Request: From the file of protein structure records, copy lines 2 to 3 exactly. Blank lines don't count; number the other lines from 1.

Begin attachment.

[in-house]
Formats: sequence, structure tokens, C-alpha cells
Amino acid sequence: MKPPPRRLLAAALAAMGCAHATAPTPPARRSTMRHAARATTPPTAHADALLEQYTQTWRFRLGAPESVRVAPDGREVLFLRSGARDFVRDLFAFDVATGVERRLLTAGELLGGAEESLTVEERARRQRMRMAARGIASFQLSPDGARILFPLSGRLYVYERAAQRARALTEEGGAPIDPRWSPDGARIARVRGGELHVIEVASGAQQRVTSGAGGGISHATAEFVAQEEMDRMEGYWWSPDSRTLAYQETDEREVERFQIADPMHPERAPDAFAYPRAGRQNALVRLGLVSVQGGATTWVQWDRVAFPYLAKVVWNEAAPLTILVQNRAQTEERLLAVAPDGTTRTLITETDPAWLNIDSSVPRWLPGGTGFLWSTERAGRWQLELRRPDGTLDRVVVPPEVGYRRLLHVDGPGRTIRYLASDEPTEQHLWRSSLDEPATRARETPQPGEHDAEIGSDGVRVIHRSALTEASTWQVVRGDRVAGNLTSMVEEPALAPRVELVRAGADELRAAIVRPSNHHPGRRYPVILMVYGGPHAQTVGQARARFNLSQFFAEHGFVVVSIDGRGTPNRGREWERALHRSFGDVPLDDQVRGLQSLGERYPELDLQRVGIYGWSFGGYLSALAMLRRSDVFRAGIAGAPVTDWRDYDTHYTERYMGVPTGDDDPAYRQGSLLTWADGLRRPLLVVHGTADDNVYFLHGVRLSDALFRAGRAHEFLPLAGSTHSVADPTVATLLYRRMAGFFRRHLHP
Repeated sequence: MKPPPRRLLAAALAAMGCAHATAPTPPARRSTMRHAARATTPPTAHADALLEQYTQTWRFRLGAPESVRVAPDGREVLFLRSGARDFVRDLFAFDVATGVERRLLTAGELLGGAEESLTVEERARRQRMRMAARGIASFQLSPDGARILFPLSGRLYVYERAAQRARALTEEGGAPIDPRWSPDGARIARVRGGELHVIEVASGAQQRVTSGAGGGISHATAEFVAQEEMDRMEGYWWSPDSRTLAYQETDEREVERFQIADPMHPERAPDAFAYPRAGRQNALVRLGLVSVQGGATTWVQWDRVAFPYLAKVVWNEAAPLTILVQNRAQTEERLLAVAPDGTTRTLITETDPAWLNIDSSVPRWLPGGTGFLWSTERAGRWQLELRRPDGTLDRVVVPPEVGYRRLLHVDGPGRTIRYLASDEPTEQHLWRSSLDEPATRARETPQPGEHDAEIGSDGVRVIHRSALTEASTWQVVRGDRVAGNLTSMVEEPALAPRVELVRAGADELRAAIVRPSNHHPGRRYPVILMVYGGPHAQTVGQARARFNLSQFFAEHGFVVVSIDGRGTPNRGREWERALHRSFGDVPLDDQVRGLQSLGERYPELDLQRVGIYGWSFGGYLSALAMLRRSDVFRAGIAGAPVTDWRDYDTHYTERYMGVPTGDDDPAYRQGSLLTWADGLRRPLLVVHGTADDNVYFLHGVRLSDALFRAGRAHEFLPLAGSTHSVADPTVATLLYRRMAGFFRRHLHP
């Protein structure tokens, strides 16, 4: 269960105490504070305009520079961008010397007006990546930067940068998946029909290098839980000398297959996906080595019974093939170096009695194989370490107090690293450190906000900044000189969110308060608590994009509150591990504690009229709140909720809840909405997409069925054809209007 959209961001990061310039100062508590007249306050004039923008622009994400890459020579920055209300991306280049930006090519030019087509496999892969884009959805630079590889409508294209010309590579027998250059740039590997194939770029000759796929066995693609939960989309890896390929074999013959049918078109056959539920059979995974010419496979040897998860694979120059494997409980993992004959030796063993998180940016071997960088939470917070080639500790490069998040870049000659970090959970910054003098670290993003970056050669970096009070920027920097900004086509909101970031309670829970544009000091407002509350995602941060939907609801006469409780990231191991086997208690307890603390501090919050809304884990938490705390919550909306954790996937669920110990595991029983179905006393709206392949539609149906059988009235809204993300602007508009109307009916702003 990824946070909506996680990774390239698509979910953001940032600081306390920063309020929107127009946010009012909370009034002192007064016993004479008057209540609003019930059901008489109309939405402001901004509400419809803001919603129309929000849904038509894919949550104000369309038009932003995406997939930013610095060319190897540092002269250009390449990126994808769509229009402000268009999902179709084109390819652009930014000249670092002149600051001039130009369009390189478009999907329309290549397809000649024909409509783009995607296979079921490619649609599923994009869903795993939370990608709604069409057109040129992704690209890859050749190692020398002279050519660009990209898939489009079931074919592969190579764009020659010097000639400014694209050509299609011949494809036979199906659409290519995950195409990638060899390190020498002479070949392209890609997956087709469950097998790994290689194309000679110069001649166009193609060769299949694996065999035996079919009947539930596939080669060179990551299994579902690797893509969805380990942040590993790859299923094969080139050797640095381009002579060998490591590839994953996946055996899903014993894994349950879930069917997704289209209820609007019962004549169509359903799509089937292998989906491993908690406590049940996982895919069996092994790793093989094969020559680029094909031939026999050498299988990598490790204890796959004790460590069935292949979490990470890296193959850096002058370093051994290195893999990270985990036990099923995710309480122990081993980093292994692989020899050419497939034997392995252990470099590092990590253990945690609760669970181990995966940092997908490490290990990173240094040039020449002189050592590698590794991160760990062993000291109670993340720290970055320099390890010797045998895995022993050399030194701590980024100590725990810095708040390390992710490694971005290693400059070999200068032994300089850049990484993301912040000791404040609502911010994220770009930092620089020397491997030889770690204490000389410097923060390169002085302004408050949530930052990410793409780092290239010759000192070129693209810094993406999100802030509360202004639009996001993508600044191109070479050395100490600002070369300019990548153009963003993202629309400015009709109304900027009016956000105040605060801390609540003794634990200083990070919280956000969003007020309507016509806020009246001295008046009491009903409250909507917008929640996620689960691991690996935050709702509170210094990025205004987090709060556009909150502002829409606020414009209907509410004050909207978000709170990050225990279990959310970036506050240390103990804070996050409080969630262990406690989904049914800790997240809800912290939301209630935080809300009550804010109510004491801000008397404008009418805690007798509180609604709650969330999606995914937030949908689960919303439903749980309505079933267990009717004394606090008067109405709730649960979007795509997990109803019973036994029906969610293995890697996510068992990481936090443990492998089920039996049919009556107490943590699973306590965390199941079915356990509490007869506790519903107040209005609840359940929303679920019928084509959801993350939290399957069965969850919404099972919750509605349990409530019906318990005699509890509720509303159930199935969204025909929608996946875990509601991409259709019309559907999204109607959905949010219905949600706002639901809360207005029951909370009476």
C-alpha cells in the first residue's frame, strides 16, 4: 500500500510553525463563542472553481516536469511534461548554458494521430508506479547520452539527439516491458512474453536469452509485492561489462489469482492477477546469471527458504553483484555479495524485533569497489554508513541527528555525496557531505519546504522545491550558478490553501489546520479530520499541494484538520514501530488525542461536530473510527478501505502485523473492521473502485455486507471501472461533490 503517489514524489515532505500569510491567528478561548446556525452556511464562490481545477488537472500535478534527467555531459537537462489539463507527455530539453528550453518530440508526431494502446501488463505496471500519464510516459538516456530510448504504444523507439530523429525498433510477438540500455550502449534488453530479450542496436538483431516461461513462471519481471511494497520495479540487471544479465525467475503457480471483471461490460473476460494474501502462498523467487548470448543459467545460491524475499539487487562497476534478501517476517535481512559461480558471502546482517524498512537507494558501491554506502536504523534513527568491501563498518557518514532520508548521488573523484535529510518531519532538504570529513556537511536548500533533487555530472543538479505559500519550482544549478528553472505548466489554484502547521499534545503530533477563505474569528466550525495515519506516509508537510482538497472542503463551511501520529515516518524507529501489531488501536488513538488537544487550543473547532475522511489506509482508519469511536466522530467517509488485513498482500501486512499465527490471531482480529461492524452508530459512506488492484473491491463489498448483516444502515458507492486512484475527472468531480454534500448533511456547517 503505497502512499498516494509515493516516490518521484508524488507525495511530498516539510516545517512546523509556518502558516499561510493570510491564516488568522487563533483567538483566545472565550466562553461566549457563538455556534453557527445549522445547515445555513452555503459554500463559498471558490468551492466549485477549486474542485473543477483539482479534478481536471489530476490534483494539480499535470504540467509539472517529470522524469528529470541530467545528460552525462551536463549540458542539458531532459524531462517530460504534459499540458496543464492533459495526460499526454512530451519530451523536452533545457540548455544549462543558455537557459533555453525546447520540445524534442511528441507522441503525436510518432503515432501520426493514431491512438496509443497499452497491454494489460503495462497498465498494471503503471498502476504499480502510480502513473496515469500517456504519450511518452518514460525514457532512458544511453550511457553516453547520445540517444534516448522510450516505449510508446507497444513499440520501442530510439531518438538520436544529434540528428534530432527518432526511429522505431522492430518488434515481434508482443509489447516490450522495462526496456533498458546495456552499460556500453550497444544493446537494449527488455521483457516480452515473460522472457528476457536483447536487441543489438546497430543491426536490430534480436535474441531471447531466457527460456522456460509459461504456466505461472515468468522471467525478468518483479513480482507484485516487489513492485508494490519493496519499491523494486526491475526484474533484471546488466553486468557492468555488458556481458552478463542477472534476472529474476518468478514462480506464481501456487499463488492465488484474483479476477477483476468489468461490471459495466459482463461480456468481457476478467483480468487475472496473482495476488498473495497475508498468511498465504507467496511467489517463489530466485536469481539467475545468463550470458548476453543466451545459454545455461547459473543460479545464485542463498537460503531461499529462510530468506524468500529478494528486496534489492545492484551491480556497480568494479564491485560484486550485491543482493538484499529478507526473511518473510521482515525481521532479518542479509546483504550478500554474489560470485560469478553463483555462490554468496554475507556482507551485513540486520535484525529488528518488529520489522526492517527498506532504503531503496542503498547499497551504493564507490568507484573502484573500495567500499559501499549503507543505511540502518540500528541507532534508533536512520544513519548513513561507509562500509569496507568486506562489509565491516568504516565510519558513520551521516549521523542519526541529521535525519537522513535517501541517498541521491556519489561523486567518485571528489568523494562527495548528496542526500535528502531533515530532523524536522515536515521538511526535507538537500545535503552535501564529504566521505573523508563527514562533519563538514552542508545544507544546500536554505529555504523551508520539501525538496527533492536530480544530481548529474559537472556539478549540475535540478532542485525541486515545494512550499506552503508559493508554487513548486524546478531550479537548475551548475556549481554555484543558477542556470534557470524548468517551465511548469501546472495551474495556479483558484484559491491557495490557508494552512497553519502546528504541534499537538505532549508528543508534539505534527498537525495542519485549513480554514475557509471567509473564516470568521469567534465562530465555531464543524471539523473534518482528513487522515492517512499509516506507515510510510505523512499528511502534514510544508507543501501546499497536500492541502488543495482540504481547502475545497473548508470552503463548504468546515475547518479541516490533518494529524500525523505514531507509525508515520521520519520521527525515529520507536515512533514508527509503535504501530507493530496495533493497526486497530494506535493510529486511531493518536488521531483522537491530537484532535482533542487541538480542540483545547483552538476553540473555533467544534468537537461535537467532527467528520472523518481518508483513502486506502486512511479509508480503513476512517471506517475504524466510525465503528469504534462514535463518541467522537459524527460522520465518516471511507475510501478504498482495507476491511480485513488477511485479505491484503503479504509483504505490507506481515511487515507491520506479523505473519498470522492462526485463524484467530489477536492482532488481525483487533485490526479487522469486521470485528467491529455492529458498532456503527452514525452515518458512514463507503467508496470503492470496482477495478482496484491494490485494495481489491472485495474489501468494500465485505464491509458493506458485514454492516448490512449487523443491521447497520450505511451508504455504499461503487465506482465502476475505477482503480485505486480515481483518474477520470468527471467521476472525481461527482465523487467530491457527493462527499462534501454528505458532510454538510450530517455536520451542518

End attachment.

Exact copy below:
Formats: sequence, structure tokens, C-alpha cells
Amino acid sequence: MKPPPRRLLAAALAAMGCAHATAPTPPARRSTMRHAARATTPPTAHADALLEQYTQTWRFRLGAPESVRVAPDGREVLFLRSGARDFVRDLFAFDVATGVERRLLTAGELLGGAEESLTVEERARRQRMRMAARGIASFQLSPDGARILFPLSGRLYVYERAAQRARALTEEGGAPIDPRWSPDGARIARVRGGELHVIEVASGAQQRVTSGAGGGISHATAEFVAQEEMDRMEGYWWSPDSRTLAYQETDEREVERFQIADPMHPERAPDAFAYPRAGRQNALVRLGLVSVQGGATTWVQWDRVAFPYLAKVVWNEAAPLTILVQNRAQTEERLLAVAPDGTTRTLITETDPAWLNIDSSVPRWLPGGTGFLWSTERAGRWQLELRRPDGTLDRVVVPPEVGYRRLLHVDGPGRTIRYLASDEPTEQHLWRSSLDEPATRARETPQPGEHDAEIGSDGVRVIHRSALTEASTWQVVRGDRVAGNLTSMVEEPALAPRVELVRAGADELRAAIVRPSNHHPGRRYPVILMVYGGPHAQTVGQARARFNLSQFFAEHGFVVVSIDGRGTPNRGREWERALHRSFGDVPLDDQVRGLQSLGERYPELDLQRVGIYGWSFGGYLSALAMLRRSDVFRAGIAGAPVTDWRDYDTHYTERYMGVPTGDDDPAYRQGSLLTWADGLRRPLLVVHGTADDNVYFLHGVRLSDALFRAGRAHEFLPLAGSTHSVADPTVATLLYRRMAGFFRRHLHP